Abraham, Manja D.,
Hendrien L. Kaal, & Peter D.A. Cohen (2002), Licit and illicit
drug use in the Netherlands 2001. Amsterdam: CEDRO/Mets en Schilt.
© Copyright 2002 CEDRO Centrum voor Drugsonderzoek.
Licit and illicit drug use in the Netherlands 2001
Chapter 5: The prevalence of drug use: Core indicators
Manja D. Abraham, Hendrien L. Kaal, & Peter D.A. Cohen
- Table 5.1: Lifetime drug use prevalence in the Netherlands in seven samples: Amsterdam, Rotterdam, and five categories of address density municipalities, 1997 and 2001 (weighted percentages, index figures: 1997 = 100)
- Table 5.2: Last year drug use prevalence in the Netherlands in seven samples: Amsterdam, Rotterdam, and five categories of address density municipalities, 1997 and 2001 (weighted percentages, index figures: 1997 = 100)
- Table 5.3: Last month drug use prevalence in the Netherlands in seven samples: Amsterdam, Rotterdam, and five categories of address density municipalities, 1997 and 2001 (weighted percentages, index figures: 1997 = 100)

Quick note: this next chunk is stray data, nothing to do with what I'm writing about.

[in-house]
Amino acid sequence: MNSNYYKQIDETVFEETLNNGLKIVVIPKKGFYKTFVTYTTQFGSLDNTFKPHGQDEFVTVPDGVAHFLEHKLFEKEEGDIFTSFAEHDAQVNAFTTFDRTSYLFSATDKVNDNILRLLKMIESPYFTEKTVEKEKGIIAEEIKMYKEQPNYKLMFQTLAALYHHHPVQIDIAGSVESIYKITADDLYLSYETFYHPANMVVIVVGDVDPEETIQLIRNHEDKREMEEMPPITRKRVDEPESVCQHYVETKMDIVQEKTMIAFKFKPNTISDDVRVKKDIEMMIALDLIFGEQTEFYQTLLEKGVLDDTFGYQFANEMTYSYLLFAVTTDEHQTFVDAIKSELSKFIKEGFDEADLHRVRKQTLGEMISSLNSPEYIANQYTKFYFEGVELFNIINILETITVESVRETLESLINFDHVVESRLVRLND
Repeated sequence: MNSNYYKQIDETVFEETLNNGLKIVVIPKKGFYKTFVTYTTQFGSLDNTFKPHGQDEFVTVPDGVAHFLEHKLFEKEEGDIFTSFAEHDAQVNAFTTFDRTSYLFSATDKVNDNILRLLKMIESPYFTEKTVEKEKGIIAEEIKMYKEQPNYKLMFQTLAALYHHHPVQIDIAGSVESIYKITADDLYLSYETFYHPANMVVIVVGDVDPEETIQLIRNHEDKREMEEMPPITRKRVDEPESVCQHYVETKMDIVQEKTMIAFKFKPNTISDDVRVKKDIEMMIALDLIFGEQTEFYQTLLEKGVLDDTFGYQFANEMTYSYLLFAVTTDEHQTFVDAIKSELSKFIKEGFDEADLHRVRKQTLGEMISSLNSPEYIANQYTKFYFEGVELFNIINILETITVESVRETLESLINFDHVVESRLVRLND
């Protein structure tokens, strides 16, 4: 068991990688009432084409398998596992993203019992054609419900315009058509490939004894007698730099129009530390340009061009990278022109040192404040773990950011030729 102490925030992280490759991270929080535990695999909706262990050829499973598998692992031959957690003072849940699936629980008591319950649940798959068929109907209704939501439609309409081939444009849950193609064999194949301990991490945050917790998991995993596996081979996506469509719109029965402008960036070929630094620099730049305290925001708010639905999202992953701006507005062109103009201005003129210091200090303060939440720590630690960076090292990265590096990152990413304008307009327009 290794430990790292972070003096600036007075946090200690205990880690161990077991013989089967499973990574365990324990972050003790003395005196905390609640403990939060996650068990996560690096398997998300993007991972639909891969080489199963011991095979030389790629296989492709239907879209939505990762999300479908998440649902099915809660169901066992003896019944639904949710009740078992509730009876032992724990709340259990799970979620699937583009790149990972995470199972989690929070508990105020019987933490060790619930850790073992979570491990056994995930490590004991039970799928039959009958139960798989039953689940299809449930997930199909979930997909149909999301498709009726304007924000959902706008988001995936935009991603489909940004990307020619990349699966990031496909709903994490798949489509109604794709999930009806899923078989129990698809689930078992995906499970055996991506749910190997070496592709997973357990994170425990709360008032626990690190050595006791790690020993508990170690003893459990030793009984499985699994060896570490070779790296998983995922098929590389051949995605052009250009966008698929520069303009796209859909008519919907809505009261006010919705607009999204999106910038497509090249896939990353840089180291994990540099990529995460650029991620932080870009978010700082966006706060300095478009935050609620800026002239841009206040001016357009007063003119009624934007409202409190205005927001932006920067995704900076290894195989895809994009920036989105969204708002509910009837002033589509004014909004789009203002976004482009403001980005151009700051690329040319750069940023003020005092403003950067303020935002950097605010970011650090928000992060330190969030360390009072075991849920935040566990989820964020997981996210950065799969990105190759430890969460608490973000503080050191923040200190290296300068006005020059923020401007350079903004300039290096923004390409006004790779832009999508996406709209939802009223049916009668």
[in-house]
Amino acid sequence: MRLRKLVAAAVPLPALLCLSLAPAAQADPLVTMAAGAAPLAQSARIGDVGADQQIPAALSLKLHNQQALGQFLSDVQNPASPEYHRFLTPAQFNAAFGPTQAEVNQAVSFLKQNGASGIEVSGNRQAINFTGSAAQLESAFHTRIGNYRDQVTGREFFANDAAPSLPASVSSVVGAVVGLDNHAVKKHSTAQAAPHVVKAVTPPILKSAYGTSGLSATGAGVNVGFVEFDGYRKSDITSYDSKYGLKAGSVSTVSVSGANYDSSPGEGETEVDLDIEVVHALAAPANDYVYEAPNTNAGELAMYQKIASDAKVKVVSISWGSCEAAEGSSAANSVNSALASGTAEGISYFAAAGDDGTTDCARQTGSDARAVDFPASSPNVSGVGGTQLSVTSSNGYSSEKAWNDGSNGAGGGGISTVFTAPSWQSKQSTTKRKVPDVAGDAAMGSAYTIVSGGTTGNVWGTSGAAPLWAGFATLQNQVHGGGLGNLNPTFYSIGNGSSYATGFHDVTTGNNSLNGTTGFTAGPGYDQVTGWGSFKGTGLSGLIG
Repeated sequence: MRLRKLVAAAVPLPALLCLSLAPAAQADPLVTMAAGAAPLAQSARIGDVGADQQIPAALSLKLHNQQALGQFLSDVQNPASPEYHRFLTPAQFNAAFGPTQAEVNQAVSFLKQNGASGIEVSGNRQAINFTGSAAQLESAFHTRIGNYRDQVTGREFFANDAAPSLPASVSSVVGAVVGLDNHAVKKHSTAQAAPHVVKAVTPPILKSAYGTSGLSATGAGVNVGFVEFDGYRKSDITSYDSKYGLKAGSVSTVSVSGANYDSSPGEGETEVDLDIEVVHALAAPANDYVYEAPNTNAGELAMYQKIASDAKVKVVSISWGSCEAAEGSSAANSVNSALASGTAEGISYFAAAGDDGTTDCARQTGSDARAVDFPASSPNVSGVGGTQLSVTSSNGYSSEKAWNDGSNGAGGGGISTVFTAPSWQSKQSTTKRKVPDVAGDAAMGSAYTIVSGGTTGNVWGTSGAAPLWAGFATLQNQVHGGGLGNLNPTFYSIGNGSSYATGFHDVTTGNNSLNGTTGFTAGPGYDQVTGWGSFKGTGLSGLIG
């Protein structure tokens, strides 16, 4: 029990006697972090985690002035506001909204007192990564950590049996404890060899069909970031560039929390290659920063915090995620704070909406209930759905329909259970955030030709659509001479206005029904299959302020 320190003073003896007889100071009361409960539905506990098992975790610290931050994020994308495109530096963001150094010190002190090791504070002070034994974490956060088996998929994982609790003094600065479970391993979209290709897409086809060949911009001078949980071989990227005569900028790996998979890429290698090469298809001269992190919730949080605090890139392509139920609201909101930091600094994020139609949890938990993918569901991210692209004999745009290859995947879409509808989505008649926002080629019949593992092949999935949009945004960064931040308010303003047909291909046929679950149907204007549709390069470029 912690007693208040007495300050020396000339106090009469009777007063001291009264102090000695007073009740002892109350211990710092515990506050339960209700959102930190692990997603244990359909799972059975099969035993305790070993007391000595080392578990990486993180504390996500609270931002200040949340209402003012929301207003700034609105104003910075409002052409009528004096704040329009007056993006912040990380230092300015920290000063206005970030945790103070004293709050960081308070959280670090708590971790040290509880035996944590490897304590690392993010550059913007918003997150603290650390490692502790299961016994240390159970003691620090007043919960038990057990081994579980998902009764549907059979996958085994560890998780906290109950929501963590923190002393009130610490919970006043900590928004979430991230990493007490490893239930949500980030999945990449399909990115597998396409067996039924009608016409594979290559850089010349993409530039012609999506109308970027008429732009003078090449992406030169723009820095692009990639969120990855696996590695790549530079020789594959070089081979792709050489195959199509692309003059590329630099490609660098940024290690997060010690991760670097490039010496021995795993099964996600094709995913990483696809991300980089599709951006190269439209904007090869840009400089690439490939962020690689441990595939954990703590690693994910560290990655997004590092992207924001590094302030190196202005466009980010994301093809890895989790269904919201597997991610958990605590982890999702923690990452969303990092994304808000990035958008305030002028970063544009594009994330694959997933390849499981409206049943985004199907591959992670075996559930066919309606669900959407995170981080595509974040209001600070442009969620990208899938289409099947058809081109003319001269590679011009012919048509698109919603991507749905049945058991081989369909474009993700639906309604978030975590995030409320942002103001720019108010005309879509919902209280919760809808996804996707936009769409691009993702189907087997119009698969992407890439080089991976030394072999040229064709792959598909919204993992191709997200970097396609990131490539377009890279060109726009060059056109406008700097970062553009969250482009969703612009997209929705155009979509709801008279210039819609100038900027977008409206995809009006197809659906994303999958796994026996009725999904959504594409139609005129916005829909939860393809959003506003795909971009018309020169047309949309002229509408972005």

- Table 5.4: Unweighted n reported lifetime drug use in the Netherlands in seven samples: Amsterdam, Rotterdam, and five categories of address density municipalities, 1997 and 2001
- Table 5.5: Lifetime drug use prevalence in the Netherlands in seven samples: Amsterdam, Rotterdam, and five categories of address density municipalities, 1997 and 2001 (weighted population estimate and 95% confidence interval), reported in thousands
- Table 5.6: Last month drug use prevalence in the Netherlands in seven samples: Amsterdam, Rotterdam, and five categories of address density municipalities, 2001 (weighted population estimate and 95% confidence interval), reported in thousands
- Table 5.7: Lifetime and last month drug use prevalence in the Netherlands by gender, 1997 and 2001 (weighted percentages)